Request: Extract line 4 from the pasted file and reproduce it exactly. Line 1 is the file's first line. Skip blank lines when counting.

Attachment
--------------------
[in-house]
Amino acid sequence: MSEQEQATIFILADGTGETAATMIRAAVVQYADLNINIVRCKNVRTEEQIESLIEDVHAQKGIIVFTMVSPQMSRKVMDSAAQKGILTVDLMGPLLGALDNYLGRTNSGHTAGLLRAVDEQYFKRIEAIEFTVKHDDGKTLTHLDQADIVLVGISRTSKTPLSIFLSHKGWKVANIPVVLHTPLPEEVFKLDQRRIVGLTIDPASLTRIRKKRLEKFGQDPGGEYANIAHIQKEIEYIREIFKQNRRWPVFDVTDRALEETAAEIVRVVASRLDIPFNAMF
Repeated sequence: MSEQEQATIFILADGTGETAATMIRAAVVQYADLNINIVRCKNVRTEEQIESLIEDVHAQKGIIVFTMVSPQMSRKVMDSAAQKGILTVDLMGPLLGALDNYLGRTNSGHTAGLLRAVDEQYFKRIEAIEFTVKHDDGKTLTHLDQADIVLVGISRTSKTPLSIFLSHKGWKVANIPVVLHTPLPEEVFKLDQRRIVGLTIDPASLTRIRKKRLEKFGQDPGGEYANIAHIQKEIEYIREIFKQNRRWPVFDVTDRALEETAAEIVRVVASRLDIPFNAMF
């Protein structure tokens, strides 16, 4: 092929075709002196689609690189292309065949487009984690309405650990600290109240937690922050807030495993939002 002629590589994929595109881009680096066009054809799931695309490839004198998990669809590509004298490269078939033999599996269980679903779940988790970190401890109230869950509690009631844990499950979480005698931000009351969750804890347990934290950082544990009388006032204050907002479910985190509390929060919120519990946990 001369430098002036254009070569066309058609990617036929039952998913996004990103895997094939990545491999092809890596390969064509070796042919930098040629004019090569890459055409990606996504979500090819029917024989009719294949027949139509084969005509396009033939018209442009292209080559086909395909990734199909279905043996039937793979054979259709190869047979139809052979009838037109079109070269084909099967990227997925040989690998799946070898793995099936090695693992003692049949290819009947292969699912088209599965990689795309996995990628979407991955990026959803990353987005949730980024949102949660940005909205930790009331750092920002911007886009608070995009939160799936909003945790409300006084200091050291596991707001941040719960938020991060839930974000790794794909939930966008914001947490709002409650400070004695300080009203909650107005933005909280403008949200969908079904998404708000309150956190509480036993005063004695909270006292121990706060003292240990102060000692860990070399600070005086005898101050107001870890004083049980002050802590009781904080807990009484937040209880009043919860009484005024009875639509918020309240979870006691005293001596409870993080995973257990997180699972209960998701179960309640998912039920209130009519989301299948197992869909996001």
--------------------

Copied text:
């Protein structure tokens, strides 16, 4: 092929075709002196689609690189292309065949487009984690309405650990600290109240937690922050807030495993939002 002629590589994929595109881009680096066009054809799931695309490839004198998990669809590509004298490269078939033999599996269980679903779940988790970190401890109230869950509690009631844990499950979480005698931000009351969750804890347990934290950082544990009388006032204050907002479910985190509390929060919120519990946990 001369430098002036254009070569066309058609990617036929039952998913996004990103895997094939990545491999092809890596390969064509070796042919930098040629004019090569890459055409990606996504979500090819029917024989009719294949027949139509084969005509396009033939018209442009292209080559086909395909990734199909279905043996039937793979054979259709190869047979139809052979009838037109079109070269084909099967990227997925040989690998799946070898793995099936090695693992003692049949290819009947292969699912088209599965990689795309996995990628979407991955990026959803990353987005949730980024949102949660940005909205930790009331750092920002911007886009608070995009939160799936909003945790409300006084200091050291596991707001941040719960938020991060839930974000790794794909939930966008914001947490709002409650400070004695300080009203909650107005933005909280403008949200969908079904998404708000309150956190509480036993005063004695909270006292121990706060003292240990102060000692860990070399600070005086005898101050107001870890004083049980002050802590009781904080807990009484937040209880009043919860009484005024009875639509918020309240979870006691005293001596409870993080995973257990997180699972209960998701179960309640998912039920209130009519989301299948197992869909996001």